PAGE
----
[BPI-R2] How to build an Ubuntu/Debian SD image from scratch

I checked these 2 images with a hex editor: the first is the header with the SDMMC_BOOT signature and the pointer to the 2nd header (0x00000200). It’s exactly 440 bytes long and obviously intended to overwrite the code section in the master boot record created with parted, but not the partition table (which is located at the end of the 512 byte MBR. after the 440 bytes).

The second image is the 2nd header with the signature BRLYT and the pointer to the preloader address (0x00000800), and some other values (i don’t know the meaning).

yes, it’s not working that way :wink:

ok, thx, good hint.

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have separated the basic SD-Setup from the OS-Part and added to my wiki: https://www.fw-web.de/dokuwiki/doku.php?id=en:bpi-r2:storage#sd-card

Perfect, thx.

Btw: I tried the updated 4.14 kernel from your repository with Ubuntu 18.04. Works like a charm :smiley: I also added the bonding driver, that i need for my project (compiling is disabled by default).

If you have a working config please post it. I can also add bonding-driver as module

I just activated the compiling of the bonding driver as module.

To start the bonding, it’s required to load the module, either with modprobe or by adding it to a modules config, e.g. in /etc/modules-load.d/bonding.conf.

Also, the command echo +bond0 > /sys/class/net/bonding_masters must be executed to create the bonding device bond0.

I mean the complete configuration with definition of bonding ports.

Btw. In gcc-bug-report a bisect is requested. Can you try this?


I’m following the steps you in order to create the image, i’m using virtual box with ubuntu 16.04, and gcc --version: gcc (Ubuntu 5.4.0-6ubuntu1~16.04.11) 5.4.0 20160609, but i’ve got some problems at step2:

I tried this: sudo update-alternatives --install /usr/bin/arm-linux-gnueabihf-gcc arm-linux-gnueabihf-gcc /usr/bin/arm-linux-gnueabihf-gcc-7 50 and i’ve got this message: update-alternatives: error: alternative path /usr/bin/arm-linux-gnueabihf-gcc-7 does not exist

then I tried update-alternatives --install /usr/bin/arm-linux-gnueabihf-gcc arm-linux-gnueabihf-gcc /usr/bin/arm-linux-gnueabihf-gcc-5 100 and that is OK

but when I try the next code: update-alternatives --config arm-linux-gnueabihf-gcc I’ve got the problem:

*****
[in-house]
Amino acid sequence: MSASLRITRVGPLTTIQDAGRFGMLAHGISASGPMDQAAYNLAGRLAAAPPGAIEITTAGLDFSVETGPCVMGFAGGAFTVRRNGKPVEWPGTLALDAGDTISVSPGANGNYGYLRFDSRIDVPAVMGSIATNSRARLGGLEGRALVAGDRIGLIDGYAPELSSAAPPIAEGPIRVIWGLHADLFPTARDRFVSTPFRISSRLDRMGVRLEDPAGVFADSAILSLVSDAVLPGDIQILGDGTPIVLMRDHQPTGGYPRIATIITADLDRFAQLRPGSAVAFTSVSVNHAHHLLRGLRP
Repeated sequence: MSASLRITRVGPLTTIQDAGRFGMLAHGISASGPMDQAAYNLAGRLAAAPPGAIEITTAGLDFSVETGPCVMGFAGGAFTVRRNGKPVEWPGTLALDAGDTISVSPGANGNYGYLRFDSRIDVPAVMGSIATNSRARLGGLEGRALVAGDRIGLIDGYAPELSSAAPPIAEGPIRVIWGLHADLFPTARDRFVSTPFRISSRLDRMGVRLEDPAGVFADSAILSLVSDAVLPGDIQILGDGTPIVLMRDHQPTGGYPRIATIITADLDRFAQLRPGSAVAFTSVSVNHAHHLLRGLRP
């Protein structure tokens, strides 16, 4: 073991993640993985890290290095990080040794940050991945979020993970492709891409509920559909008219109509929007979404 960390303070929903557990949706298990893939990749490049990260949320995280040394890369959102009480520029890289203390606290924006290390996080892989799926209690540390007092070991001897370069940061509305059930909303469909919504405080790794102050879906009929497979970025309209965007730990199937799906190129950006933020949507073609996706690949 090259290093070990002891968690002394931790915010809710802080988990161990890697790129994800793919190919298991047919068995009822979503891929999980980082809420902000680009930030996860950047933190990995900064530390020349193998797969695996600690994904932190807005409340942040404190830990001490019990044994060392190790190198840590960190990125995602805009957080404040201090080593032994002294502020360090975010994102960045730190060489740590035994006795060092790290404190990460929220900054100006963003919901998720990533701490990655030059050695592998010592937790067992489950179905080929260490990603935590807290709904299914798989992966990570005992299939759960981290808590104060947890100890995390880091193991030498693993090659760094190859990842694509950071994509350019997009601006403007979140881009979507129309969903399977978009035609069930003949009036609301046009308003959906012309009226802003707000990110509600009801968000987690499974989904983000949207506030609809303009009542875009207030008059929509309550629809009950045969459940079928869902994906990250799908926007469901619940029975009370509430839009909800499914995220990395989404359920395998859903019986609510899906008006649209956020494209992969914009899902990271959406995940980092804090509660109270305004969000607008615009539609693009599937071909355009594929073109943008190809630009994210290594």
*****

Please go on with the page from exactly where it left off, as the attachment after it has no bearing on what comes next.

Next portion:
There is only one alternative in the group of links arm-linux-gnueabihf-gcc (provee /usr/bin/arm-linux-gnueabihf-gcc): /usr/bin/arm-linux-gnueabihf-gcc-5

Nothing to configure.

Could you help me please?

You need to install gcc7 before defining it as alternative.

You need crosscompiler only if you want to build own kernel/uboot. For image creation you do not need this

Thanks for your response Frank,

I’m new with linux, I already installed gcc-7 with this: sudo add-apt-repository ppa:ubuntu-toolchain-r/test then sudo add-apt-repository ppa:ubuntu-toolchain-r/test then sudo apt-get install gcc-7 g+±7 after that I’ve checked the version gcc-7 --version and it shows gcc-7 (Ubuntu 7.4.0-1ubuntu1~16.04~ppa1) 7.4.0 but when I look for it at /usr/bin/ there is not arm-linux-gnueabihf-gcc-7, hence when I repeat the steps before I get the same problem. Could you please give me and idea? what i’m doing wrong?


you installed gcc7 and not the gcc7-crosscompiler for arm(hf)

my ubuntu 18.4 workstation contains the following packages (for armhf)


i wonder where you read about changing the crosscompiler…imho you need not to do this…this was needed till the point where were problems with gcc7, but these should be fixed…so just install the meta-package gcc-arm-linux-gnueabihf and run build.sh

ok, this instructions are not from me and using official 4.14 repo…

for compiling kernel just use my repo:

and follow instructions in Readme there…you can compile with gcc 7 and you have an actual kernel (4.14.103 or maybe 4.19.25)

I am confused with these 4 lines of command R2-Head0k seems like zeros for 1M but what about the head1-512b?

Next the preloader is loaded onthe same boot partition from block 2 and then the Uboot is loaded.

But when I flashed the ubuntu image I didnt see the uboot in its boot partition.

What I am using for the Khadas Vim device is below commands

#partition with boot and root
        parted -s $LDEV mklabel msdos 1> /dev/null 2>&1
        #parted -s $LDEV mkpart primary fat32 0% 100M 1> /dev/null 2>&1
        parted -s $LDEV mkpart primary fat16 4M 128M 1> /dev/null 2>&1
        START=`cat /sys/block/$DEV/${DEV}p1/start`
        SIZE=`cat /sys/block/$DEV/${DEV}p1/size`
        END_SECTOR=$(expr $START + $SIZE)
        parted -s $LDEV mkpart primary ext4 "${END_SECTOR}s" 100% 1> /dev/null 2>&1
        partprobe $LDEV 1> /dev/null 2>&1
        mkfs.vfat "${LDEV}p1" -n BOOT 1> /dev/null 2>&1
        mkfs.ext4 -O ^metadata_csum,^64bit ${LDEV}p2 -L ROOTFS 1> /dev/null 2>&1
    #copy rootfs contents over to the FS
        mkdir -p $TMPDIR/root
        mkdir -p $TMPDIR/boot
        mount ${LDEV}p1 $TMPDIR/boot